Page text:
During times of significant upheaval or economic instability, entrepreneurship booms. The way that we used to do things seems insufficient. The Great Recession brought us Uber, Airbnb, Slack and many more. Businesses founded on a need to connect. A need for technology to help us reach each other better.
The pandemic has been no different. We’ve seen brick-and-mortar businesses forced to adapt and digitise quicker than we thought was possible. We’ve also seen many quit their jobs to go at it alone.
Global Startup Boom
According to Forbes, the number of new startups is up worldwide. In July 2020, the US saw the number of applications for starting a business reach record highs of 551,657, an increase of 95% compared to the same period in 2019. In France, 84,000 new businesses registered in October, a 20% increase from the same month in 2019. Japan reported 10,000 newly registered businesses in September 2020, up by 14% over the same month in 2019.
In the U.K., the number of registered companies increased by 30% year on year in November and December 2020, according to the National Statistical Office. Moreover, startups have grown in double-digit values since June.
Why Now Is the Right Time
At first, these numbers boggle the mind. Why would someone start a business when there is less job security?
As a founder myself, I have a few hypotheses.
Firstly, in the pandemic, away from the thrills of working life that package it up in a nice little bow. Thursday night after work drinks, free snacks and the opportunities to socialise with colleagues. The pandemic revealed to us the bare bones of our work. We had nowhere to hide from the reality of our work. However, fulfilling or unfulfilling it was.
Secondly, there is a sense for many of us that we have nothing to lose. It is because so many people were furloughed, made redundant, or found our jobs increasingly obsolete.
Thirdly, if nothing else, the pandemic has taught us that the status quo is insufficient. Be it on a personal, local or global level. There is a sense that with no opportunity to go “back to normal,” what might a fairer, more sustainable “normal” look like?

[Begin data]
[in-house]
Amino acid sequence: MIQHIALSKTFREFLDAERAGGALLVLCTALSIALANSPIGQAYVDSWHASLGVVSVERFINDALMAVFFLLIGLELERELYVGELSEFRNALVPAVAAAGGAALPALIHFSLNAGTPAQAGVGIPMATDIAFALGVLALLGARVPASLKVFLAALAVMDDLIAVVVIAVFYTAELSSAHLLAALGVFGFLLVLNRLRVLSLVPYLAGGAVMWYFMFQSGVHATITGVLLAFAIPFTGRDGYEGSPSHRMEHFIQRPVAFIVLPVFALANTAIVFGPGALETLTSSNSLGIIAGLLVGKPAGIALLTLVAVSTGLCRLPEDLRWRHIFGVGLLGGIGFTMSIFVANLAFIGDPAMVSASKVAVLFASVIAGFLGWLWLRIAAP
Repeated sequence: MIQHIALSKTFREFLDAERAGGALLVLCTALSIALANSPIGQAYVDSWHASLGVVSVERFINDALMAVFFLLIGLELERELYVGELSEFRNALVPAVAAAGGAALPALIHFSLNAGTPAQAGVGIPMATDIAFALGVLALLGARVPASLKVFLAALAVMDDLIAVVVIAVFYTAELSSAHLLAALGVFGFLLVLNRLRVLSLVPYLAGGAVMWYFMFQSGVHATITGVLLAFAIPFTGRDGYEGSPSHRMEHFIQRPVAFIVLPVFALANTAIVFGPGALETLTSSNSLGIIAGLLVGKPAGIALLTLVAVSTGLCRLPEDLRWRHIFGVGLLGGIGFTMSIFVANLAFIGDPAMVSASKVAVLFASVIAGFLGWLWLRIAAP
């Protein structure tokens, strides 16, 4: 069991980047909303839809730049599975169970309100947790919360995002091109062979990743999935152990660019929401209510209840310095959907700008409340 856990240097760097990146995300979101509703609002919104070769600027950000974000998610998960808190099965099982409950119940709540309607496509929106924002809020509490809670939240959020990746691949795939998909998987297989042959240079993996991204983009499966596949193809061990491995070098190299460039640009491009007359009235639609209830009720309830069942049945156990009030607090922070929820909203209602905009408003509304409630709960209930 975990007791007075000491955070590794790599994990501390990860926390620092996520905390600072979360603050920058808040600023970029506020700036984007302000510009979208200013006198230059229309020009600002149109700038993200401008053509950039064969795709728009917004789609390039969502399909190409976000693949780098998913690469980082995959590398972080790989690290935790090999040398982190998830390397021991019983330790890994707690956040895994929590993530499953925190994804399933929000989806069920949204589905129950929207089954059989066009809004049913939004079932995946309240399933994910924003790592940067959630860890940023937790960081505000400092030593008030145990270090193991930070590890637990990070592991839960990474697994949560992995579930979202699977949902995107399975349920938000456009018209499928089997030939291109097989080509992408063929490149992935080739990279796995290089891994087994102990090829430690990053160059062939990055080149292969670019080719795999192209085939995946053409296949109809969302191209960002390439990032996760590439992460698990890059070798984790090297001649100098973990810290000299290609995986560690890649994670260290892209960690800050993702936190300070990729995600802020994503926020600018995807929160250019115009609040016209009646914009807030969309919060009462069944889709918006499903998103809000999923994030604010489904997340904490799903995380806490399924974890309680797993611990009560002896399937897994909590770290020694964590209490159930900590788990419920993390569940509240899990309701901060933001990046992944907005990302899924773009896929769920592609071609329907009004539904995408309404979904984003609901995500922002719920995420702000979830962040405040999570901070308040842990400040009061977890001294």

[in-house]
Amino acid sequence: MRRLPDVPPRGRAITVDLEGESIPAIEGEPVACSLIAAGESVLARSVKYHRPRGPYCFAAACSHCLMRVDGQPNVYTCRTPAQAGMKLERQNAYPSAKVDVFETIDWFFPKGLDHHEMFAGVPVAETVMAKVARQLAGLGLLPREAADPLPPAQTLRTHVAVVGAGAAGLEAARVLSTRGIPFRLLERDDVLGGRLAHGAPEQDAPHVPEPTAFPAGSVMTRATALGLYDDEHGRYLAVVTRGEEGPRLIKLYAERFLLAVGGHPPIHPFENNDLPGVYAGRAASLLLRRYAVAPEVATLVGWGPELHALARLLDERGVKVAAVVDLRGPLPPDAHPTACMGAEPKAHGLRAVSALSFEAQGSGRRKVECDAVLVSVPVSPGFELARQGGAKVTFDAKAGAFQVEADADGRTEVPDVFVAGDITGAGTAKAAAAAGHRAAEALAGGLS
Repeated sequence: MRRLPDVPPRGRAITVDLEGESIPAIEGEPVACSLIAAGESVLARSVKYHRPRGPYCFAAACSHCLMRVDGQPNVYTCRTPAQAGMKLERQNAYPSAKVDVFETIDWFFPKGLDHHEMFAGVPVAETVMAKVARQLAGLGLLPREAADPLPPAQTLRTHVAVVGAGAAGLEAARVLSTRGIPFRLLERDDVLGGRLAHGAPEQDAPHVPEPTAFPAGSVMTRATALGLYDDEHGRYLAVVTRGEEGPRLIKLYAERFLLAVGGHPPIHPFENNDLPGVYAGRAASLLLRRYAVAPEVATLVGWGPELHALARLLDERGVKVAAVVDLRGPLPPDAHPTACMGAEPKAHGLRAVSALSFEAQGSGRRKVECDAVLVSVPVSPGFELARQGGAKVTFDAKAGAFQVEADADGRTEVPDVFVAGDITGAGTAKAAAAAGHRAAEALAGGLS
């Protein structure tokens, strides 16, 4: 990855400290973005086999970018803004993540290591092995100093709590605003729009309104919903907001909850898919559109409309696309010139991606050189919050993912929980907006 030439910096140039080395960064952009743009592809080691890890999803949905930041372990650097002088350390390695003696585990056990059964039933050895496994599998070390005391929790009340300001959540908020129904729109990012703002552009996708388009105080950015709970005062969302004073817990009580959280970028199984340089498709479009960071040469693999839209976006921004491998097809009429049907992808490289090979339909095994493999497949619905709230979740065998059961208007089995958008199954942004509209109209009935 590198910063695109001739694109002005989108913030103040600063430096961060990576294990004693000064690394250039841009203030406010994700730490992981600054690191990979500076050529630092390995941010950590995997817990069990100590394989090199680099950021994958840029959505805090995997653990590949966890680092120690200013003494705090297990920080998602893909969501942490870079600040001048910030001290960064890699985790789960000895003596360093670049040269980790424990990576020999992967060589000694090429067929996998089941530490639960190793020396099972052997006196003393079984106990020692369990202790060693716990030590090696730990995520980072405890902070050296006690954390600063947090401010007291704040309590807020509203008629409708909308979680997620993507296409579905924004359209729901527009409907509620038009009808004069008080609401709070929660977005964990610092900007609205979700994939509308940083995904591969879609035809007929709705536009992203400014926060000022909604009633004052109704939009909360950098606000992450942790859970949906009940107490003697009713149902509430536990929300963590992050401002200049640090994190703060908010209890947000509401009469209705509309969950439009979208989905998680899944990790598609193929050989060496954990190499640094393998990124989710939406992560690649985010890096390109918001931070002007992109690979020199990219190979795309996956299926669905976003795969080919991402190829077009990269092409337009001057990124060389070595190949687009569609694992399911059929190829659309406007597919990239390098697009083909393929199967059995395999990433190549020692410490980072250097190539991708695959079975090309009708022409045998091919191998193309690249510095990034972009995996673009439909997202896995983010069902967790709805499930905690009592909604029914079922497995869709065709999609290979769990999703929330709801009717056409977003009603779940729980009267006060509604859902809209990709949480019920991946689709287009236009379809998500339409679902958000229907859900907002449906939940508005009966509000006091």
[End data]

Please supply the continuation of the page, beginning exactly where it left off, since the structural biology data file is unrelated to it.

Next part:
It Has Never Been Easier or Flexible to Start Your Business
There’s now a wide range of startup tools and online communities. Indie Hackers, for example, is home to 33,476 indie hackers starting profitable side projects highlighting the visibility of entrepreneurs big and small. It’s a career choice that seems less and less daunting.
It’s flexible. Gone are the days where the expectation is that you work every waking minute on your startup idea. Instead, more and more founders are juggling a full-time job alongside their startup until they get investment or make enough money to survive.
Being a part-time CEO is becoming less and less frowned upon. From Sahil Lavingia, the founder of Gumroad, a self-publishing digital marketplace platform for digital products which has implemented a “no meetings, no deadlines, no full-time employees” culture, to Peter Lievels, founder of Nomadlist, who opts for complete asynchronous communication.
The Downsides of Going at It Alone
I’d be remiss not to add some of the issues in the entrepreneurship world. It’s tough to prevent work creep when you’re so emotionally connected to what you’re trying to achieve. Similarly, hustle culture is prevalent. There is a need to show how hard we are all working at any given moment for the whole world to see.
There are also many ups and downs. There will be times when you simply do not have the energy to keep going, and it’s essential to surround yourself with supportive people who can lift you up.
The lack of security can also be daunting. It’s comforting to be on a clear career ladder and see people a few steps ahead of you to know what’s in store. Being a founder still remains uncertain, but it’s now possible to spend a few hours here and there on your idea until it starts to crystallise and the next steps become a little bit clearer.
If you’re considering leaping, you aren’t alone. According to Microbizmag, when asked, “Do you want to start your own business,” 65% of adults answered yes, and 14% were not sure. Two-thirds of the British workforce as of January 2020 want to start their business, and just over 10% are waiting to be convinced.
About the Author
Naïma Camara is CEO & Founder of Ownership, an app for simple shared ownership. It allows anyone working on a project to log their hours, and our app creates fair ownership based on the hours worked and money invested. The team has spoken to hundreds of early-stage founders and creatives to build all the features they need to get started on a brand new project with a great team.
Naïma has an MA in US History & Politics from UCL and believes her grounding in history and knowledge of the systems of power that govern society allows her to thrive within teams working towards a social good to deploy tech that can achieve real positive change.
Naïma also likes to blog at https://www.naimaella.com